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'Portrait of a Lady': stolen Klimt painting recovered after 23 years

A gardener found the $66 million painting inside the walls of the very same building it was stolen from

A painting found stashed inside a wall at an Italian museum has been confirmed as the stolen 'Portrait of a Woman' by Austria's Gustav Klimt, prosecutors said on January 17, 2020, two decades after it went missing. AFP / Polizia Di Stato / Italian State Police 
A painting found stashed inside a wall at an Italian museum has been confirmed as the stolen 'Portrait of a Woman' by Austria's Gustav Klimt, prosecutors said on January 17, 2020, two decades after it went missing. AFP / Polizia Di Stato / Italian State Police 

A stolen masterpiece by the Austrian symbolist Gustav Klimt has been recovered and authenticated. Portrait of a Lady, painted around 1916, went missing 23 years ago from a gallery in Piacenza, Italy. A gardener found the $66 million (Dh242 million) painting in December, inside the walls of the very same building it was stolen from.

The painting shows a woman with blue eyes and rouged cheeks standing in front of a green backdrop of wild brushstrokes. It was at the centre of one of Italy's highest-profile cases of art theft when it disappeared in 1997.

Portrait of a Lady was part of a series of women’s portraits that the Austrian artist painted between 1916 and 1918. It was painted on top of another older portrait by Klimt. It is the only known double Klimt in the art world, something that adds to the painting’s value and helps in the authentication process. The first portrait was supposedly of Klimt’s former partner who had died and was painted over out of grief.

The gardener who found the painting said he was clearing out ivy from around the property when he uncovered a hole in the wall. Inside was a trash bag with Klimt’s masterpiece.

“I found this box inside a black sack and at first I thought it was trash, but then I called my superiors right away,” he told Italian media.

Investigators have now verified the painting’s authenticity but will hold on to the work to uncover clues about who stole it.

When the painting vanished 23 years ago, police said they believed thieves had used a fishing line to hook it off the wall and haul it up through an open skylight to the gallery roof where the frame was discarded.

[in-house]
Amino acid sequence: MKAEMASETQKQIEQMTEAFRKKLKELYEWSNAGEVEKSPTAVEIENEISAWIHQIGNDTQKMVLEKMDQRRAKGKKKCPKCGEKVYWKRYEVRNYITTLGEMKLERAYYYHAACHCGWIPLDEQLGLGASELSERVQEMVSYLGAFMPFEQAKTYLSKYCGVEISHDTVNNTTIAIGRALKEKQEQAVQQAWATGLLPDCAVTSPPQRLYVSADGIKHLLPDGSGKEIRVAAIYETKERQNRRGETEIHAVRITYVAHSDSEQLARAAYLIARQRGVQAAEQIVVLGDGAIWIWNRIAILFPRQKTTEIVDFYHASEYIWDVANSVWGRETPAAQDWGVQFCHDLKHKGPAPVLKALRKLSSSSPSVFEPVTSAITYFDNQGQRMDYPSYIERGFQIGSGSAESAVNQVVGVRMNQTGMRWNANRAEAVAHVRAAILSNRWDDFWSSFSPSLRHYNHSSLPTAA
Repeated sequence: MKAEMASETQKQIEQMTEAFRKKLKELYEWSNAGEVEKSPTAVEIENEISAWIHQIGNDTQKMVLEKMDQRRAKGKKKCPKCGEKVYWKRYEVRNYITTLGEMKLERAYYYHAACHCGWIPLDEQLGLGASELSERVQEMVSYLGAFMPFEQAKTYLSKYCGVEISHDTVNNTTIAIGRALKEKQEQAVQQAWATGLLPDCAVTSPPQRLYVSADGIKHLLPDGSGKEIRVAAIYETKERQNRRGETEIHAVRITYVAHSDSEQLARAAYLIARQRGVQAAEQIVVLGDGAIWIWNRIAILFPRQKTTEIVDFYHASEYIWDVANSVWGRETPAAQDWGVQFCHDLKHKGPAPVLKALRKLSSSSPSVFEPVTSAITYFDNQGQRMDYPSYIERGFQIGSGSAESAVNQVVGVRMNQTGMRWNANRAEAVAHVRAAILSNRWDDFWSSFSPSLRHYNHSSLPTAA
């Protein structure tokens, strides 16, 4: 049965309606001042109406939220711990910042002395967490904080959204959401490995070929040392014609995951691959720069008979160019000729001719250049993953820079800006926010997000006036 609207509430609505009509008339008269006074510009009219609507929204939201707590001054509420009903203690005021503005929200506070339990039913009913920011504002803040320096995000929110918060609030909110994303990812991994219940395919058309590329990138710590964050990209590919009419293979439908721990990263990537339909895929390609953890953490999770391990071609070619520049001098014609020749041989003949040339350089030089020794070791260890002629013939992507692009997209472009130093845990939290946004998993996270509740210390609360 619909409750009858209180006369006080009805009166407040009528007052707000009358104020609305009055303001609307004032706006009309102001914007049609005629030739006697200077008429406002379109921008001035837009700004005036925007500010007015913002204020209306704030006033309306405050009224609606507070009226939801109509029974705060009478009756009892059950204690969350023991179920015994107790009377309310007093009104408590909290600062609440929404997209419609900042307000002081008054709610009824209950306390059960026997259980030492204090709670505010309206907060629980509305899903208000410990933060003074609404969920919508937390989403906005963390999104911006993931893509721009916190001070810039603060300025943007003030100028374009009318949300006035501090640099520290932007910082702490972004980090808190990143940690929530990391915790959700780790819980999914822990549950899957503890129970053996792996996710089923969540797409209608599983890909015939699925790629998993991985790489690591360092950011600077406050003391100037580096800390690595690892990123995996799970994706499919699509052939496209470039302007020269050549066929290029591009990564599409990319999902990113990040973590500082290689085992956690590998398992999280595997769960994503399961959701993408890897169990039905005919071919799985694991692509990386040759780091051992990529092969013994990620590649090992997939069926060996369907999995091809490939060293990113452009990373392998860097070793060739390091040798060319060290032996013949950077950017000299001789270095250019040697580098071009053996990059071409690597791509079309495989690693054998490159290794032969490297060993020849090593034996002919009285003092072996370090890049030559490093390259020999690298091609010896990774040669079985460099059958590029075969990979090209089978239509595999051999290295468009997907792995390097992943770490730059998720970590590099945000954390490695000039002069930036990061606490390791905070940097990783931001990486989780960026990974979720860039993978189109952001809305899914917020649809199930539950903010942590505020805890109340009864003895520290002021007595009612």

Authorities are now investigating to find out if the painting had been stashed in the gallery’s walls with the intention of retrieving it once the worldwide media hype surrounding the robbery had died down. The theft had mystified the art world for decades. It sparked conspiracy theories and rumours that gallery staff aided the act and that the painting had fallen into the hands of a satanic sect.

The case was closed not long after the robbery due to a lack of evidence. It was reopened in 2014 after police hoped that advances in DNA technology would help them identify a partial fingerprint left on the painting's frame. Nothing came of it. In November 2015, a man came forward claiming to be the painting's thief and demanding a ransom for it. But that led nowhere as well.

epa08139426 Visitors enjoy a presentation of paintings by Gustav Klimt during a multimedia exhibition at the Digital Art House in Riga, Latvia, 18 January 2020. The team of the Digital Art House describes itself as a cooperation of specialists in exhibition, arts, design, PR and multimedia technoligies, aiming at the creation of 'groundbreaking multimedia content' that combines 'elements of multimedia, cinematography and interactivity'. EPA/TOMS KALNINS
Visitors enjoy a presentation of paintings by Gustav Klimt during a multimedia exhibition at the Digital Art House in Riga, Latvia. EPA

The Mayor of Piacenza Patrizia Barbieri and the head of culture, Jonathan Papamarenghi, hailed the "historic" news and vowed to make the 1916 portrait a centrepiece of the city's heritage.

"After the joy of the find ... the conflicting rumours of these days have fuelled even more suspense over a story that has mysterious aspects," the two local officials wrote.

When the workers found the painting, Mr Papamarenghi said he was impressed by its excellent condition after decades lying in a wall.

He said it was second on the list of the most valuable artworks missing in Italy, behind a work by Caravaggio stolen from a church in Sicily in 1969.

Klimt is most famous for The Kiss, an oil painting with added gold leaf, silver and platinum. He was one of the leading Symbolist painters of the early 20th century and was an important influence on his contemporaries, including the Austrian painter Egon Schiele. Love and intimacy are common themes across Klimt’s work, and his primary subject was the female figure.

Updated: January 19, 2020 12:14 PM

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